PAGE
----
The fact is, that civilization requires slaves. The Greeks were quite right there. Unless there are slaves to do the ugly, horrible, uninteresting work, culture and contemplation become almost impossible. Human slavery is wrong, insecure, and demoralizing. On mechanical slavery, on the slavery of the machine, the future of the world depends. – Oscar Wilde
Now there’s a man who saw the computer revolution coming…
Yesterday, a customer noted that he couldn’t follow what I was doing to his computer, and that they’re really not that user-friendly, despite all the advances in technology. This is of course correct, because advances in technology aren’t making things user-friendlier, they’re just getting faster at being unintuitive.
As happens every time this comes up, I spent some daydreaming time trying to work out what _is_ the best user interface. There’s not a single true answer to this, so I’m limiting myself to what would work best for _me_.
The first and most defining aspect of my workflow is I tend to switch between focussed single-tasking and frantic multi-tasking. So I need a system which lets me run multiple single-tasking areas and switch between them quite quickly. I’m of course visualising a projected 3D space via goggles, where I look around to change workspaces, and the longer I’m focussed in a single space, the further other spaces move away from my direct field of view, while when I flick quickly from space to space the ones I’m moving between will hang around the center of my vision to be switched to.
This I think highlights a very very important general principle, that a workflow must be adaptive. You must be able to deal with each task in a way that is most appropriate, and the system must adjust to what you’re doing at the time, removing extraneous things where possible without hiding things that should be at the fingertips.
When I work with papers on my desk, they’re either in two states. An entire document or set of documents spread out so I can see all parts without moving things, or stacked up into a single pile, only the relevant pages, which I can flick back and forth as needed. I daresay these are relevant models for my workspaces. As I focus on a workspace, it expands across my field of vision, giving me more room to array objects in a manner most pleasing. My most extreme behaviour in this way is when I need to think big, and drag a whiteboard out. What I do on a whiteboard could easily be done on an A4 sheet of paper. The point is that I can fill my field of vision with it, and that focusses me marvelously. Also the whole standing up thing gets the blood pumping. ^_^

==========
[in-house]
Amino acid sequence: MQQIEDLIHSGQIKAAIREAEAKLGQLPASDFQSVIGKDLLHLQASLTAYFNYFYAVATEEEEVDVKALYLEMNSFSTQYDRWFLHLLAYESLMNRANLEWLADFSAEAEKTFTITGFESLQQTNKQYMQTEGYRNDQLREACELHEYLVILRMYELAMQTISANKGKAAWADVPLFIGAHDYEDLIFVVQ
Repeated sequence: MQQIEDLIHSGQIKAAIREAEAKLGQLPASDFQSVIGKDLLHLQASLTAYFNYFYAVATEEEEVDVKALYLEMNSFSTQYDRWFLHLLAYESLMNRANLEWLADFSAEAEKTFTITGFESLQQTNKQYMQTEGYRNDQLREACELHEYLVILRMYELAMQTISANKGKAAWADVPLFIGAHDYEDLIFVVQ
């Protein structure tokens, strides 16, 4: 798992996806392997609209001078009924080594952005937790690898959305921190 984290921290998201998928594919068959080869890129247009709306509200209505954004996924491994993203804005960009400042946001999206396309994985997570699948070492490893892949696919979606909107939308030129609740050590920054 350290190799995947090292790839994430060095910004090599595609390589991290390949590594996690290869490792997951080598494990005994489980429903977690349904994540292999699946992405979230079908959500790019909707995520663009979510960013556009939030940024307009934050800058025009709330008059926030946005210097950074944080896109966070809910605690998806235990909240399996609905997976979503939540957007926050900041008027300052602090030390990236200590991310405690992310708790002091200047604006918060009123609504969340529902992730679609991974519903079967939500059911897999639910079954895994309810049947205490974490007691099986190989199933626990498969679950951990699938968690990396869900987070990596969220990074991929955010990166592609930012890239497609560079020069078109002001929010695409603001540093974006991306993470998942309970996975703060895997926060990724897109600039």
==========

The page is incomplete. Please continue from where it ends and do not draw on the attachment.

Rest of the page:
I guess I also expect a keyboard at my fingertips. I mean, I was prolly the only 8-year old in my primary school to ask to submit printed assignments rather than handwritten. I never did earn my pen-license, so it’s not all good news. ^_^
Rather than have my fingers leave the keyboard, I guess within a workspace I’d like where I’m looking to be the target window for windowing operations, but keyboard focus to remain until I press the keyboard-to-current-window key. There’d also be a bring-window-to-top key and a push-window-to-bottom key. Those three windowing operations are sufficient on the keyboard, and support the various modes I work in, where I’m either just typing into a box, typing into a box based on something in a different box (which I’d obviously be looking at) or in fact flicking my eyes all over the place as I type stuff into a box I might not even be able to see.
Thank goodness for touchtyping lessons from a typewriter-era guide. I suspect modern keyboardists (ie. anyone younger than me) who learnt to type from computer-based tutor programs has probably missed out on the practice in typing without visual feedback. Although most commonly hit when transcribing a document from the document holder that was once a prominant attachment to any respectable secretary’s monitor, it’s also useful (with the right window focus model) when you only need to type with 95% accuracy but need the maximum possible viewable area for whatever is causing you to type.
Anyway, I’d also expect to be able to manipulate documents in the workspace spatially with my finger or fingers. Moving, flipping pages, expanding and contracting, etc. Generally, I’d lay out my workspace, and then return to the keyboard. So full functionality for zooming, pageupping and pagedowning is probably also important for windowing operations. So that makes six.